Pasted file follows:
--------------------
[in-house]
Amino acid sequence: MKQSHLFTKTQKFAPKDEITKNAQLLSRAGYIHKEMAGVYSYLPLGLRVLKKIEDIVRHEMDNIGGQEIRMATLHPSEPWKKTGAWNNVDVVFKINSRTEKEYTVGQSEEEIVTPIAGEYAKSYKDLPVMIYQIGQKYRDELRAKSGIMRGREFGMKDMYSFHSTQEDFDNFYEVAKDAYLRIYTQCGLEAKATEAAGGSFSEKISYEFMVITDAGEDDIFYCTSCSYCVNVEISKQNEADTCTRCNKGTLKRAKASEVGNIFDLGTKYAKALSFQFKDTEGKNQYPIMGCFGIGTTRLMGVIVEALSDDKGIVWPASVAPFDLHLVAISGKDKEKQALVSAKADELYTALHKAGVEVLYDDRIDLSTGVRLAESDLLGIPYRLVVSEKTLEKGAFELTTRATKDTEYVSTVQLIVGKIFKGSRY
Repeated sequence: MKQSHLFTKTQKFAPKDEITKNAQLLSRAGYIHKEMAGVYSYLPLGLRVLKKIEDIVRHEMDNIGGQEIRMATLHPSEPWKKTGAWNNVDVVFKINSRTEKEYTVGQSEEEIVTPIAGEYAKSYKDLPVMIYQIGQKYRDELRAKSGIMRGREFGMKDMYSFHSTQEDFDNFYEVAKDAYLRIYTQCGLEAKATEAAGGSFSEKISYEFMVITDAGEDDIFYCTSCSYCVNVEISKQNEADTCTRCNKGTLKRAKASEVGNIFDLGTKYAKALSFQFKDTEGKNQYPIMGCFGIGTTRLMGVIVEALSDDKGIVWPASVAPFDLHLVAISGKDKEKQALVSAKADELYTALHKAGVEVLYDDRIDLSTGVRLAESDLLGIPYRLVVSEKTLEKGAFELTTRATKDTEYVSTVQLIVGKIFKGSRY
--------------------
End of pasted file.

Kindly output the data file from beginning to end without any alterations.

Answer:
[in-house]
Amino acid sequence: MKQSHLFTKTQKFAPKDEITKNAQLLSRAGYIHKEMAGVYSYLPLGLRVLKKIEDIVRHEMDNIGGQEIRMATLHPSEPWKKTGAWNNVDVVFKINSRTEKEYTVGQSEEEIVTPIAGEYAKSYKDLPVMIYQIGQKYRDELRAKSGIMRGREFGMKDMYSFHSTQEDFDNFYEVAKDAYLRIYTQCGLEAKATEAAGGSFSEKISYEFMVITDAGEDDIFYCTSCSYCVNVEISKQNEADTCTRCNKGTLKRAKASEVGNIFDLGTKYAKALSFQFKDTEGKNQYPIMGCFGIGTTRLMGVIVEALSDDKGIVWPASVAPFDLHLVAISGKDKEKQALVSAKADELYTALHKAGVEVLYDDRIDLSTGVRLAESDLLGIPYRLVVSEKTLEKGAFELTTRATKDTEYVSTVQLIVGKIFKGSRY
Repeated sequence: MKQSHLFTKTQKFAPKDEITKNAQLLSRAGYIHKEMAGVYSYLPLGLRVLKKIEDIVRHEMDNIGGQEIRMATLHPSEPWKKTGAWNNVDVVFKINSRTEKEYTVGQSEEEIVTPIAGEYAKSYKDLPVMIYQIGQKYRDELRAKSGIMRGREFGMKDMYSFHSTQEDFDNFYEVAKDAYLRIYTQCGLEAKATEAAGGSFSEKISYEFMVITDAGEDDIFYCTSCSYCVNVEISKQNEADTCTRCNKGTLKRAKASEVGNIFDLGTKYAKALSFQFKDTEGKNQYPIMGCFGIGTTRLMGVIVEALSDDKGIVWPASVAPFDLHLVAISGKDKEKQALVSAKADELYTALHKAGVEVLYDDRIDLSTGVRLAESDLLGIPYRLVVSEKTLEKGAFELTTRATKDTEYVSTVQLIVGKIFKGSRY